It was October, and in a climate very much like Britain's. They would have needed the protection. :o
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Re: C.S. Lewis and nudity

Postby Maverick » Mon Oct 17, 2016 2:56 pm

I just finished reading The Great Divorce today. The nudity in it is as commonplace as it is in Lewis's other writings I've read so far. In Heaven, the Spirits are somewhat transparent and described as looking naked while clothed or clothed while naked, but either way it doesn't matter because they are clothed in His righteousness.

Here are two of my favorite quotes from this intriguing story:

There have been men before now who got so interested in proving the existence of God that they came to care nothing for God Himself...as if the good Lord had nothing to do but exist! There have been some who were so occupied in spreading Christianity that they never gave a thought to Christ.


There are only two kinds of people in the end: those who say to God, “Thy will be done,” and those to whom God says, in the end, “Thy will be done.” All that are in Hell, choose it. Without that self-choice there could be no Hell. No soul that seriously and constantly desires joy will ever miss it. Those who seek find. To those who knock it is opened.
In nuditate veritas.
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Re: C.S. Lewis and nudity

Postby Petros » Tue Oct 18, 2016 12:16 am

A very interesting book, the Great Divorce. Lewis' views on the relation of that space to this alone are intriguing.
The truth, the stark naked truth, the truth without so much as a loincloth on, should surely be the investigator's sole aim - Basil Chamberlain
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Re: C.S. Lewis and nudity

Postby jochanaan » Tue Oct 18, 2016 5:59 pm

Yes, one of my favorite books.
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Re: C.S. Lewis and nudity

Postby Maverick » Fri Oct 28, 2016 5:32 pm

Here is a quote from Lewis on nudity that sort of argues against it:
Equality is for me in the same position as clothes. It is a result of the Fall and the remedy for it. Any attempt to retrace the steps by which we have arrived at egalitarianism and to reintroduce the old authorities on the political level is for me as foolish as it would be to take off our clothes. The Nazi and the nudist make the same mistake. But it is the naked body, still there beneath the clothes of each one of us, which really lives. It is the hierarchical world, still alive and (very properly) hidden behind a façade of equal citizenship, which is our real concern.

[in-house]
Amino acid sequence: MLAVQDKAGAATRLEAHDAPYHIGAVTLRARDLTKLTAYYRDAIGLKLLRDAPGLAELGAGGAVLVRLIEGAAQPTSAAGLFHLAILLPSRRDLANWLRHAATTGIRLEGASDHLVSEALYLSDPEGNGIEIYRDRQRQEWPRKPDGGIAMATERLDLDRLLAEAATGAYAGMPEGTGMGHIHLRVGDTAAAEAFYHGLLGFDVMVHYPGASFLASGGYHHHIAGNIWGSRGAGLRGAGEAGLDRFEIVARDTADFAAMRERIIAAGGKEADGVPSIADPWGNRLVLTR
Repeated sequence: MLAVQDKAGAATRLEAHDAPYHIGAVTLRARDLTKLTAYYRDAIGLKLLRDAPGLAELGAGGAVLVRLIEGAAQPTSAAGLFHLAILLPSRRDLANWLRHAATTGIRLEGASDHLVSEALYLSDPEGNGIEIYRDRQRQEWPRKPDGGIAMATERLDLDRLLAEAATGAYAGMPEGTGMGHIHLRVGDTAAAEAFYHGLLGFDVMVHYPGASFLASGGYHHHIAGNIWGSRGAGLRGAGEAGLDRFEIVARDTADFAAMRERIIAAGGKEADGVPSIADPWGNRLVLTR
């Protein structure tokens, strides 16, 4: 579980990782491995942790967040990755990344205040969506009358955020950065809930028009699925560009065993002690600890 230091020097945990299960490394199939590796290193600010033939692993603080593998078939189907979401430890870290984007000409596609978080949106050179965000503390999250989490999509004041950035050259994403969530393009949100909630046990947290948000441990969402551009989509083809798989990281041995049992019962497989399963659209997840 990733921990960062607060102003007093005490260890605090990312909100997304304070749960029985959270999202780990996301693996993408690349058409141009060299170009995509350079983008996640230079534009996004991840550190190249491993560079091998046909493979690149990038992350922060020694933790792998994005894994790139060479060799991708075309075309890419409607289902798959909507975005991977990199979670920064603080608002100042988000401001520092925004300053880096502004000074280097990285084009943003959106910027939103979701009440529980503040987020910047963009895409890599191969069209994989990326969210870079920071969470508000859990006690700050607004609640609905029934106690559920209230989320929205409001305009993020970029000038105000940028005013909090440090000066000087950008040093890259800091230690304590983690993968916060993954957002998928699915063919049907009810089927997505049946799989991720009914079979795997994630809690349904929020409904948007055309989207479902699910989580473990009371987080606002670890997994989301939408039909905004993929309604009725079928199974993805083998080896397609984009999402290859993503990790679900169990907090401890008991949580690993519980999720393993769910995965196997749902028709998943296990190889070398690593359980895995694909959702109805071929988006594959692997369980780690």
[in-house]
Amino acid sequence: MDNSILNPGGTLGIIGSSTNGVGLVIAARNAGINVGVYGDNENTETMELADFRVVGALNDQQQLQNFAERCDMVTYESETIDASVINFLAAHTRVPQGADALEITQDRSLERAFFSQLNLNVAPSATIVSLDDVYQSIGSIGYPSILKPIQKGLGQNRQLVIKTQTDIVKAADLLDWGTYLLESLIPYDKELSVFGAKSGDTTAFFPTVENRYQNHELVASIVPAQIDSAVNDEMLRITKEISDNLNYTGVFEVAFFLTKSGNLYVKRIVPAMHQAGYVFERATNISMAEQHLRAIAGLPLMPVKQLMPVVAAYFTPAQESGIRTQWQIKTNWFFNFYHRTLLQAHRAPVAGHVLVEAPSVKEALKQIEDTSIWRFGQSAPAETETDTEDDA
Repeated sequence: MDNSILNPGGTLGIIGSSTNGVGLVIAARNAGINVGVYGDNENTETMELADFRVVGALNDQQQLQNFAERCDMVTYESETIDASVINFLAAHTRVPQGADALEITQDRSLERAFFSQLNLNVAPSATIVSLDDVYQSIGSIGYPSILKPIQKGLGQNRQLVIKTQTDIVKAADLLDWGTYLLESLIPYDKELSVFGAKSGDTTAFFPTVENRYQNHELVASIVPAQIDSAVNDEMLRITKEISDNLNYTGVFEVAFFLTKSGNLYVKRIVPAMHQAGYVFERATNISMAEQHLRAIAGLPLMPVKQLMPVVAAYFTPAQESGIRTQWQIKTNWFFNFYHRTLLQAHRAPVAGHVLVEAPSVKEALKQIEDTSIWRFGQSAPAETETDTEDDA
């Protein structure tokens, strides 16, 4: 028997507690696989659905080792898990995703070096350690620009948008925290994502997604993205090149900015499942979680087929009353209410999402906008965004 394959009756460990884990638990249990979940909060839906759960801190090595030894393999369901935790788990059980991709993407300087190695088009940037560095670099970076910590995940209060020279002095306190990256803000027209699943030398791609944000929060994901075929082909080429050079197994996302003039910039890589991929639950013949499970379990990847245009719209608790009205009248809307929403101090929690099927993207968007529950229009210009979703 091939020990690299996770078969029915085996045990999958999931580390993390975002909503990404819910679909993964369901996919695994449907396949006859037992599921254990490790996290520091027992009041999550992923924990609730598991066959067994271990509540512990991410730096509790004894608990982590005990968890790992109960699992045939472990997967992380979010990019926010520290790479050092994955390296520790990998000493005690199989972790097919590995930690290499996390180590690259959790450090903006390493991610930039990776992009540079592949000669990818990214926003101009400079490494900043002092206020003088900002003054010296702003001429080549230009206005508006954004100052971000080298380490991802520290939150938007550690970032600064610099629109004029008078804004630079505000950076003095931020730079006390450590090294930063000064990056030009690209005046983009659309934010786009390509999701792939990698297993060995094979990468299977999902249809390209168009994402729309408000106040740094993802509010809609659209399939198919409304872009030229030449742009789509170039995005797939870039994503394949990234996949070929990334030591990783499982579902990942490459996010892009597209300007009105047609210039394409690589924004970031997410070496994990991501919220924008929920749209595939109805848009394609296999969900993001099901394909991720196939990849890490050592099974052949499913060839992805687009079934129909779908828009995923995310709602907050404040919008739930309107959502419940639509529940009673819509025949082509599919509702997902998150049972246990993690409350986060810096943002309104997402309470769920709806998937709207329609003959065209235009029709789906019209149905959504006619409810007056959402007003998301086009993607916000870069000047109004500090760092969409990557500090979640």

This comes from "Membership," an addresses of his from The Weight of Glory. In context he is discussing the individualist/collectivist spectrum in the church and the political realm and ultimately what it means to me a member in the Body of Christ. Thoughts?
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Re: C.S. Lewis and nudity

Postby Petros » Fri Oct 28, 2016 7:50 pm

He is quite right in that we cannot go back. The naturist does not recapture the noble [?] savage, and certainly not the prefall human, and trying to use itas a tolol for that purpose will fail eventually.

But there are other reasons for a fallen man to remove his duds.
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Re: C.S. Lewis and nudity

Postby Ramblinman » Mon Oct 31, 2016 11:48 am

Petros wrote:He is quite right in that we cannot go back. The naturist does not recapture the noble [?] savage, and certainly not the prefall human, and trying to use itas a tolol for that purpose will fail eventually.

But there are other reasons for a fallen man to remove his duds.

Indeed! Clothing is not mandated by the fall of man for moral reasons. (Inclement weather outside of Eden is another matter).

Though no one should entertain foolish hope that nudism will restore mankind to a state of Edenic spiritual innocence,
the fact that the nudist community fosters a more balanced view of nudity is helpful.

And the same can be said for traditional cultures where nudity is a part of everyday life: A useful tool nonetheless!

From familial nudity in the sauna hut of rural Finns to the perpetual nudity of some tribal groups in Amazonia and Africa, normalizing nudity means one less problem to deal with in a sinful world.